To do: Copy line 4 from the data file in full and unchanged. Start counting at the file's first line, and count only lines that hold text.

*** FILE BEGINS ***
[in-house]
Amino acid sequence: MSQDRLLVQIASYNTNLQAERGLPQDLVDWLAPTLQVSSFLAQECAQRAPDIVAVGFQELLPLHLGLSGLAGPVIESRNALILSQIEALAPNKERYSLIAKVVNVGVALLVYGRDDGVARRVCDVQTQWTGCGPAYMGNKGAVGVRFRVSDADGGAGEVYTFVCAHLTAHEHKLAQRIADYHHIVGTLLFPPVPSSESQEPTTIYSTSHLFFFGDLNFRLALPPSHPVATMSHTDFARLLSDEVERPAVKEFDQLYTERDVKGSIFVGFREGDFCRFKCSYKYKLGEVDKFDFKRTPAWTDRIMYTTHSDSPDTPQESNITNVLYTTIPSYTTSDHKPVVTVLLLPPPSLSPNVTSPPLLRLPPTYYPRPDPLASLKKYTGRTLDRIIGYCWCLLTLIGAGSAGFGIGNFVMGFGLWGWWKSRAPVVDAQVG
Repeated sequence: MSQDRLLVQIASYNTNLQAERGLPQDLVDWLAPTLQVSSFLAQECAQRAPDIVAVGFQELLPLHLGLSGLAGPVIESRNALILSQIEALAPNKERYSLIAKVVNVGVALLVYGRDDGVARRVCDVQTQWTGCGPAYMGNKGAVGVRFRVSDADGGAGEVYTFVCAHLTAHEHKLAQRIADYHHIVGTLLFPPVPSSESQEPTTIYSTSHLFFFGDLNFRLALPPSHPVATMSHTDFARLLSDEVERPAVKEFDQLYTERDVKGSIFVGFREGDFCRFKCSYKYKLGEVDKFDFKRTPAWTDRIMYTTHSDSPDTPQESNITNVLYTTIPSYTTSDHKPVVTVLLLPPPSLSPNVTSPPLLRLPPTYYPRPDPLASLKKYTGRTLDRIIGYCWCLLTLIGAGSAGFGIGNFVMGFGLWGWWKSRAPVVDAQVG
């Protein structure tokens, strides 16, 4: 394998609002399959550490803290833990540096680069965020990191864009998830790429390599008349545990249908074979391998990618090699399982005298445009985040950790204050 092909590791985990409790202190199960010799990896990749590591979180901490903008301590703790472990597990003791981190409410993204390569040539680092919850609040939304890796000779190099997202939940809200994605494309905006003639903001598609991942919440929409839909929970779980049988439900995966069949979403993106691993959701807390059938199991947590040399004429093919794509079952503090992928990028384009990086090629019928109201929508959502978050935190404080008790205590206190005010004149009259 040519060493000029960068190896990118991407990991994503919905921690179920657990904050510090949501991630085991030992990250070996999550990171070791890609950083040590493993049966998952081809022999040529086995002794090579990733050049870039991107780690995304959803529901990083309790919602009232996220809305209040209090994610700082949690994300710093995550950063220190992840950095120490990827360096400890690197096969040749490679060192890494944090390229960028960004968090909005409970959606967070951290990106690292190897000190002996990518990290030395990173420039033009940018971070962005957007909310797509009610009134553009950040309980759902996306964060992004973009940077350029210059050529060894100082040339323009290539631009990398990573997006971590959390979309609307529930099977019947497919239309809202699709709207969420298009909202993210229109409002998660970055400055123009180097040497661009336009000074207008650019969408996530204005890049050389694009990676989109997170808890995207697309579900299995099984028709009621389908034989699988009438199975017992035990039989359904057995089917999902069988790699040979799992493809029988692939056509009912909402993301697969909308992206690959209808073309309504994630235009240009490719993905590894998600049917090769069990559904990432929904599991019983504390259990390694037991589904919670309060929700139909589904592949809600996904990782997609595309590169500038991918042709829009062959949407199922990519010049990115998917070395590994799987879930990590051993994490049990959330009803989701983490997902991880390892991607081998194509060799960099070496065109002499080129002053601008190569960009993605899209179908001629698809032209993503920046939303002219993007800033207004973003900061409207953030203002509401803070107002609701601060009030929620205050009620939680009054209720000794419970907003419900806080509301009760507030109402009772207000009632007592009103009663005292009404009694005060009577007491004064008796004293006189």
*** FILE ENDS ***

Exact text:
């Protein structure tokens, strides 16, 4: 394998609002399959550490803290833990540096680069965020990191864009998830790429390599008349545990249908074979391998990618090699399982005298445009985040950790204050 092909590791985990409790202190199960010799990896990749590591979180901490903008301590703790472990597990003791981190409410993204390569040539680092919850609040939304890796000779190099997202939940809200994605494309905006003639903001598609991942919440929409839909929970779980049988439900995966069949979403993106691993959701807390059938199991947590040399004429093919794509079952503090992928990028384009990086090629019928109201929508959502978050935190404080008790205590206190005010004149009259 040519060493000029960068190896990118991407990991994503919905921690179920657990904050510090949501991630085991030992990250070996999550990171070791890609950083040590493993049966998952081809022999040529086995002794090579990733050049870039991107780690995304959803529901990083309790919602009232996220809305209040209090994610700082949690994300710093995550950063220190992840950095120490990827360096400890690197096969040749490679060192890494944090390229960028960004968090909005409970959606967070951290990106690292190897000190002996990518990290030395990173420039033009940018971070962005957007909310797509009610009134553009950040309980759902996306964060992004973009940077350029210059050529060894100082040339323009290539631009990398990573997006971590959390979309609307529930099977019947497919239309809202699709709207969420298009909202993210229109409002998660970055400055123009180097040497661009336009000074207008650019969408996530204005890049050389694009990676989109997170808890995207697309579900299995099984028709009621389908034989699988009438199975017992035990039989359904057995089917999902069988790699040979799992493809029988692939056509009912909402993301697969909308992206690959209808073309309504994630235009240009490719993905590894998600049917090769069990559904990432929904599991019983504390259990390694037991589904919670309060929700139909589904592949809600996904990782997609595309590169500038991918042709829009062959949407199922990519010049990115998917070395590994799987879930990590051993994490049990959330009803989701983490997902991880390892991607081998194509060799960099070496065109002499080129002053601008190569960009993605899209179908001629698809032209993503920046939303002219993007800033207004973003900061409207953030203002509401803070107002609701601060009030929620205050009620939680009054209720000794419970907003419900806080509301009760507030109402009772207000009632007592009103009663005292009404009694005060009577007491004064008796004293006189």